In Canada, for example, the province of Quebec has both a TSO nurse and a TSO technologist associated with each of its approximately 24 designated transfusion centres. In other provinces only a few regions have implemented TSOs to-date. Canada's TSOs, along with other transfusion professionals, have formed an informal group with a bilingual website and mailing list, the latter limited to Canadians.
In the UK, Australia, and New Zealand, the TSO role has focused more on nurses, who may be called TSOs, transfusion nurses, transfusion specialists, specialist practitioners of transfusion (SPOT), and more.
Boulton briefly discusses the issue of nurses versus medical technologists and other health professionals for the TSO role. 1 Gray and Melchers discuss the roles and responsibilities of transfusion nurse specialists in the UK.11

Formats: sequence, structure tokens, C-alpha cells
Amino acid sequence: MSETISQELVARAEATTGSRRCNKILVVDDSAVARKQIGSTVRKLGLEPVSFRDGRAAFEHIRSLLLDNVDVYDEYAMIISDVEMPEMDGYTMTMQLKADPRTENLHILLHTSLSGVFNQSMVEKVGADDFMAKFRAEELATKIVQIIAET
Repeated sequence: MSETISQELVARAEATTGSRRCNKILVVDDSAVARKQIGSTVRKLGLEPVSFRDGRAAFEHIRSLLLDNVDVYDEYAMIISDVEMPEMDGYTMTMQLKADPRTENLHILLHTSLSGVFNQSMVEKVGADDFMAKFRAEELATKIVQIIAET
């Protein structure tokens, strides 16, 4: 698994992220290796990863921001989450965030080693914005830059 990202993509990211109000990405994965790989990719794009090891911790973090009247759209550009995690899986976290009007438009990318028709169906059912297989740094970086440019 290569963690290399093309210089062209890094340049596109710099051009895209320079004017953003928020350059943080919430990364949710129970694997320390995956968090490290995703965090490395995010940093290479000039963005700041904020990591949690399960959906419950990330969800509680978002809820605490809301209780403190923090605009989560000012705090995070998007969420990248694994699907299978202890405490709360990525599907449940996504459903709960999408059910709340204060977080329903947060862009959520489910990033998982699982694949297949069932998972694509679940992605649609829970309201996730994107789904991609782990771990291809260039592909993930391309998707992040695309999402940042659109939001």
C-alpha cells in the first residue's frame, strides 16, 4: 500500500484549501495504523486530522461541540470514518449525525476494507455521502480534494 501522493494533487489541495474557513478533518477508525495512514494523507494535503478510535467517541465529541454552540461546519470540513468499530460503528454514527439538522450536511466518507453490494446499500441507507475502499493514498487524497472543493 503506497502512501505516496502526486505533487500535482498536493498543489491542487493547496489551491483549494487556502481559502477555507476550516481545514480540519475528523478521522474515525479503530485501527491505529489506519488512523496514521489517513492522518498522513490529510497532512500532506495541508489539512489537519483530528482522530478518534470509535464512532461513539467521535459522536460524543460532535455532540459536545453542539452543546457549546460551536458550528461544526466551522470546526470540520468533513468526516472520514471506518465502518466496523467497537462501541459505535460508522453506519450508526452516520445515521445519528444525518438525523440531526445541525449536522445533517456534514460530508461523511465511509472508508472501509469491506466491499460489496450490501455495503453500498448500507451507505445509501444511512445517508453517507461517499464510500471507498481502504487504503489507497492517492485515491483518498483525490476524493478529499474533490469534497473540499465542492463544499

Like TSOs, transfusion nurses are a relatively new development.Transfusion nurses focus on transfusion safety outside the laboratory and provide education, training, audits, data gathering and analysis, coordination, etc.
UK. In 2002 there were 50 such nurses in the 413 UK hospitals eligible to take part in the SHOT scheme and most require further training in transfusion to perform the job.1 Scotland also instituted transfusion nurse specialists 2 and the SNBTS Better Blood Transfusion training program on safe blood administration.3
Australia has also developed the transfusion nurse role, including extensive an education program.
Towards Better, Safer Blood Transfusion provides an excellent overview of international developments, including Canada.4
An excerpt about the Australian experience4 :